“But the babies!”

Roe v Wade was made law in 1973 when I was in my late 20s. That means my entire adult life has included the debate over abortion, and I’ve viewed the issue from both perspectives, because, well, that’s what news people do. I was also deeply involved in the strategic thinking involving the use of abortion as a key fund-raising plank for Christian Republicans. As such, my window overlooking the conflict is perhaps a bit different than yours. Cynical? Perhaps, but I feel it’s justified.

Firstly, let me say that I’ve never heard anybody — even the staunchest supporter of a woman’s right to quality medical care in this matter — say that they are “for” abortion. No matter what form of new math you use, the case cannot be made that people who support choice are, in fact, supporting the killing of babies. This really grates on me, for pro-lifers occupy a seat of self-righteousness here in their attacks on people who vote choice. It is simply sloppy logic to erase the truth in favor of a “murdering the babies” emotional meme, no matter how effective it is as a fund-raising or support-inducing cause. Good and well-intentioned people seem incapable of thinking this whole thing through in favor of the emotional appeal that comes from those who are not so well-intentioned.

The best, most compelling analogy that I can make for the pro-choice position is the NRA and guns. That’s right. The NRA doesn’t argue that its members want guns to kill people; they simply want their weapons IN CASE the situation ever comes up where they’re needed. This is the Second Amendment in a nutshell. It’s why most anti-gun arguments fall flat. If we assume that guns kill people, then we ought to be able to make an argument for some form of restraint in gun sales, but that’s beside the point.

It’s this “just in case” argument that wins in the case of abortion. When my own daughter came home from the doctor after her 20-week pregnancy check-up that revealed a badly deformed fetus with severe chromosomal deficiencies, I was very glad that abortion was an option. My daughter, who is very well-grounded, wouldn’t even consider it, so she carried the child until she gave birth. The baby, a boy, lived six hours. Had she chosen to end the pregnancy, I would’ve been just as proud of her as I was for carrying this child. But only the hardest of hearts would force such misery — carrying a child you know is going to die — on a young woman. Why is this so hard to see?

So legal abortion just doesn’t automatically lead to abortion, and that’s where Christian people miss the point of why we have no law prohibiting it, and that’s the way it has to be.

But, Terry, abortion is murder, and there are laws against murder. True, but so is a mass killing at an elementary school. If we can justify guns in the wake of such, what can the anti-abortion lobby truly expect in this most personal of family decisions? Is abortion wrong? Is owning at AR-15 wrong? Again, Terry, owning an AR-15 doesn’t mean you’re going to use it to slaughter children at a school. Right, and that’s the identical argument for why we need to leave abortion alone. An “unwanted” child doesn’t automatically mean there will be an abortion, which is why we must leave this decision up to the family and the medical community.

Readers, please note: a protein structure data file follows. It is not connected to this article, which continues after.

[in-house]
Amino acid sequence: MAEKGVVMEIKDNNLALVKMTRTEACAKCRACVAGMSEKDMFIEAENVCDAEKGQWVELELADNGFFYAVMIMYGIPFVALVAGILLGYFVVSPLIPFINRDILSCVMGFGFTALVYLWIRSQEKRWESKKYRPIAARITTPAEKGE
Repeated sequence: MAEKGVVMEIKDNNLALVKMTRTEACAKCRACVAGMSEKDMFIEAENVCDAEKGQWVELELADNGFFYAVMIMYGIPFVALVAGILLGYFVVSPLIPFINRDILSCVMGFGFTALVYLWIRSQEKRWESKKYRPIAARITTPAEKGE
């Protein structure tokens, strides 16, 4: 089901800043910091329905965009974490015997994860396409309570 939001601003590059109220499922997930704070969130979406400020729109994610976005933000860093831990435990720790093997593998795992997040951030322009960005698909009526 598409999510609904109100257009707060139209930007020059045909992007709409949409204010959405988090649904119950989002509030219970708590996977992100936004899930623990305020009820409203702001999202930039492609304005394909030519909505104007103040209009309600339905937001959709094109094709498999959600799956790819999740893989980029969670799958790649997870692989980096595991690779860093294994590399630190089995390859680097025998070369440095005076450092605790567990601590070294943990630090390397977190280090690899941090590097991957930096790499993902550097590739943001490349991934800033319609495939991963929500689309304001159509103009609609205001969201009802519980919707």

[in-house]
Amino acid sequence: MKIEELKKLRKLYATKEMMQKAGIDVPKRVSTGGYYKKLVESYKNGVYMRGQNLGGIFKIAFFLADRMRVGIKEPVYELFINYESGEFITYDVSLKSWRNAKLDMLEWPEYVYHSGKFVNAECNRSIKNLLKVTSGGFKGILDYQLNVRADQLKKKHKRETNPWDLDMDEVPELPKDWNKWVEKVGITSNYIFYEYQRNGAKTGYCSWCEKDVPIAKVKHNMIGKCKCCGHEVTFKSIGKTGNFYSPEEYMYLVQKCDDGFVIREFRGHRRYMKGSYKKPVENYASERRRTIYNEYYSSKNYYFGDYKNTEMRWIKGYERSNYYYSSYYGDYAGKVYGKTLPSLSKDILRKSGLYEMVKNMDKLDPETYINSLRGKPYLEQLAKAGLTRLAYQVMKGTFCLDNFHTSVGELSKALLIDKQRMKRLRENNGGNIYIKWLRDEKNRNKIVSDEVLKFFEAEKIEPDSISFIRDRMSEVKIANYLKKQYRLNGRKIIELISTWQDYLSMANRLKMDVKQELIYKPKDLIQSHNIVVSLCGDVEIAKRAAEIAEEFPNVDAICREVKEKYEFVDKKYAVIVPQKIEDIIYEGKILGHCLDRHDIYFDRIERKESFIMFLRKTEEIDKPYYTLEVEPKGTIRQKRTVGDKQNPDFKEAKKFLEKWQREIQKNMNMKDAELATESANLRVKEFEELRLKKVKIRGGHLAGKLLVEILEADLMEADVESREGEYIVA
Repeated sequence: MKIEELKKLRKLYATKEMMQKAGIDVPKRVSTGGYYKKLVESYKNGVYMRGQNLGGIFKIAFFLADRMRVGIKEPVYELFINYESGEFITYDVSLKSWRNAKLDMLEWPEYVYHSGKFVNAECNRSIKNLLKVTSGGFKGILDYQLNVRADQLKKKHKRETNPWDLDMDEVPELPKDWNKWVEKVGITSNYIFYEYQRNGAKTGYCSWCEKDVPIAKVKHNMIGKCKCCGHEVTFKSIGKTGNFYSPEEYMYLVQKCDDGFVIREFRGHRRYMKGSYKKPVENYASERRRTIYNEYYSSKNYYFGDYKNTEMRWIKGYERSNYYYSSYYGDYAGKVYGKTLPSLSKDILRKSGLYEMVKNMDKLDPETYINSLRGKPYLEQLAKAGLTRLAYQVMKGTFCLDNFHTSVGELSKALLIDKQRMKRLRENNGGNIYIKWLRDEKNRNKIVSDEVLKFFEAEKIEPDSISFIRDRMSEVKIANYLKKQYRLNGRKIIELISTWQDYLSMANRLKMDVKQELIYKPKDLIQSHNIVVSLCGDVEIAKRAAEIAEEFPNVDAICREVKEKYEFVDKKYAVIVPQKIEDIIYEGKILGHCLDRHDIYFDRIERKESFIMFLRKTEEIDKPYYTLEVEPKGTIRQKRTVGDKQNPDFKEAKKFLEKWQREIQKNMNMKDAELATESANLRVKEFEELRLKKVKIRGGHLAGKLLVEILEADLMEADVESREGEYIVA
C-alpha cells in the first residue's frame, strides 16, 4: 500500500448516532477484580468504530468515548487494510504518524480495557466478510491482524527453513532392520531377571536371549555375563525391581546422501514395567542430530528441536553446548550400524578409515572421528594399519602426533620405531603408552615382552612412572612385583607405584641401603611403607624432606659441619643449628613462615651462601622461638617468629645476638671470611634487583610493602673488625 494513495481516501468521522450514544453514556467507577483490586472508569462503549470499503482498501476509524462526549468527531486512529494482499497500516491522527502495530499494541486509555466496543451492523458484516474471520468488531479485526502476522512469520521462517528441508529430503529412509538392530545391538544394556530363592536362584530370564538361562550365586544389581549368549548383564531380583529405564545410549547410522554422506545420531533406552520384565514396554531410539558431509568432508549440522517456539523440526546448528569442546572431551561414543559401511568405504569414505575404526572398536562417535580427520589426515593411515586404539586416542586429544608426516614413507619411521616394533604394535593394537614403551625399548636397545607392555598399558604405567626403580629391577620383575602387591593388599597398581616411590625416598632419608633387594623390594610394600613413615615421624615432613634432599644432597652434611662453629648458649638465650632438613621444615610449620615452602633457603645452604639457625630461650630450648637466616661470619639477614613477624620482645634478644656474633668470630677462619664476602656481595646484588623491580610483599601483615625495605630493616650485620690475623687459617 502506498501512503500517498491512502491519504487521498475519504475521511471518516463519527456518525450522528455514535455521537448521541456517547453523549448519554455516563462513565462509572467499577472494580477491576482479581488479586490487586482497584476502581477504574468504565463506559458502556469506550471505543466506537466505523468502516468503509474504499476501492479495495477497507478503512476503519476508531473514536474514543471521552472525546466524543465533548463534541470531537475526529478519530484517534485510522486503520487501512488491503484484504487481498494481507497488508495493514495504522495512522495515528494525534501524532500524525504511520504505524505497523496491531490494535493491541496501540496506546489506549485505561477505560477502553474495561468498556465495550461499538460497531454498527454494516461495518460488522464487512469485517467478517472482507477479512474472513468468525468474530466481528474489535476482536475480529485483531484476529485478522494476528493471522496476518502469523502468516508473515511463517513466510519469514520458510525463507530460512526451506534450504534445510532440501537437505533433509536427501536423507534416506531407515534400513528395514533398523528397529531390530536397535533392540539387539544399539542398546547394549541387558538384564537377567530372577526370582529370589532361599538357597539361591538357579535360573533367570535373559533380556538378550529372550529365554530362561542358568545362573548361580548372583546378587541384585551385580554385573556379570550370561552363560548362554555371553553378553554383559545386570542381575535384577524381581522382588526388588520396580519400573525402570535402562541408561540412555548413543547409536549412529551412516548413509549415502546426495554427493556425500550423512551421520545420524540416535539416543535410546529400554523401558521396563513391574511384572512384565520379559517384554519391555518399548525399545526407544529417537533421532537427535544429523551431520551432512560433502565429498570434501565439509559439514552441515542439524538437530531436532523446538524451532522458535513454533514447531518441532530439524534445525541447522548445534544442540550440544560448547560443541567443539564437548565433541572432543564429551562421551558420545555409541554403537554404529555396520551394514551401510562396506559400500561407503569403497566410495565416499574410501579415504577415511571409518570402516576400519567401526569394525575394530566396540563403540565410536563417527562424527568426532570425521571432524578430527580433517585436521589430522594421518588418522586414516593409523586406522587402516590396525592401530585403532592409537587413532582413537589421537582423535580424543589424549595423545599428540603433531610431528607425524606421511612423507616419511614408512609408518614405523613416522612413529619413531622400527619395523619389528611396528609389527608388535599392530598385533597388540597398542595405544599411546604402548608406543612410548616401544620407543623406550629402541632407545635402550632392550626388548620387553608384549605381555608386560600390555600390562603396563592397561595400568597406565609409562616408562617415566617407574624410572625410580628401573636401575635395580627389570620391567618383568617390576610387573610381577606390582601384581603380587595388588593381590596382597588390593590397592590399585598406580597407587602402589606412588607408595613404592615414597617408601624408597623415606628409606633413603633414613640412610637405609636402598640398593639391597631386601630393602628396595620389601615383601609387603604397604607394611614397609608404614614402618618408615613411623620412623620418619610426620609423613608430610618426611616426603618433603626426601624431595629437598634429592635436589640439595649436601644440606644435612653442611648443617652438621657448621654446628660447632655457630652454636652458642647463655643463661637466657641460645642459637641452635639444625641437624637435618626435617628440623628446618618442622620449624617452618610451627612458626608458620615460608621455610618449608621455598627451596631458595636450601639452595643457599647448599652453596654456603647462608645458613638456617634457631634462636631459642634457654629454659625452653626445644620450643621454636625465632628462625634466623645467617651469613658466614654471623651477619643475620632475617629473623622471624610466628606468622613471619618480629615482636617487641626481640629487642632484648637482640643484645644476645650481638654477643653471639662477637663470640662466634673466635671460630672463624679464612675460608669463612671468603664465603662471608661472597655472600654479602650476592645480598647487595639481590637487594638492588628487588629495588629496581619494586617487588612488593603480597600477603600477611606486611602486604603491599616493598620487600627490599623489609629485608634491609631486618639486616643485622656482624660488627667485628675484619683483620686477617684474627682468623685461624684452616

This view IN NO WAY endorses abortion, and that’s where the disconnect exists. William F. Buckley used to rail against abortion as immoral — not illegal — and that’s where the argument belongs. That being so, there would still be plenty of work for pro-lifers to do in making the case that abortion is the taking of a human life, so as to convince women to consider other options. This would be a much more productive position, but it wouldn’t raise the money that a “we need to outlaw abortion” position does.

And then there’s the horrible reality that abortion being illegal wouldn’t do a thing to stop abortion; it would just move in back to the dangerous underground practices that existed prior to Roe v Wade.

Meanwhile, missing from the debate is the reality that the abortion rate has gone down considerably over the years since Roe v Wade. The abortion rate is now below what it was in 1973, thanks to concerted efforts at birth control. The point is that the culture is already correcting the “wrong” of abortion by reaching the most vulnerable with birth control methods. And, since it’s “working,” the question of why this doesn’t satisfy the extremists is worth asking. The answer, of course, is that the right needs abortion around which to rally the emotions of decent, God-fearing people to vote against their own best interests in supporting this one, highly manipulated issue.

The special interests — those puppet masters with sinister motives — have a bottomless well of energy they can tap to get what they want, for even if abortion wasn’t an issue, they would still rail against the behavior that led to “unwanted” pregnancies in the first place — sex outside of marriage. Effort here would also affect birth control, for the act of fornication is the problem, not how humans use various chemicals and barriers to prevent pregnancy. If the Kavanaugh court ever manages to overturn Roe v Wade, this is exactly where the evangelicals will go.

And won’t that be fun?

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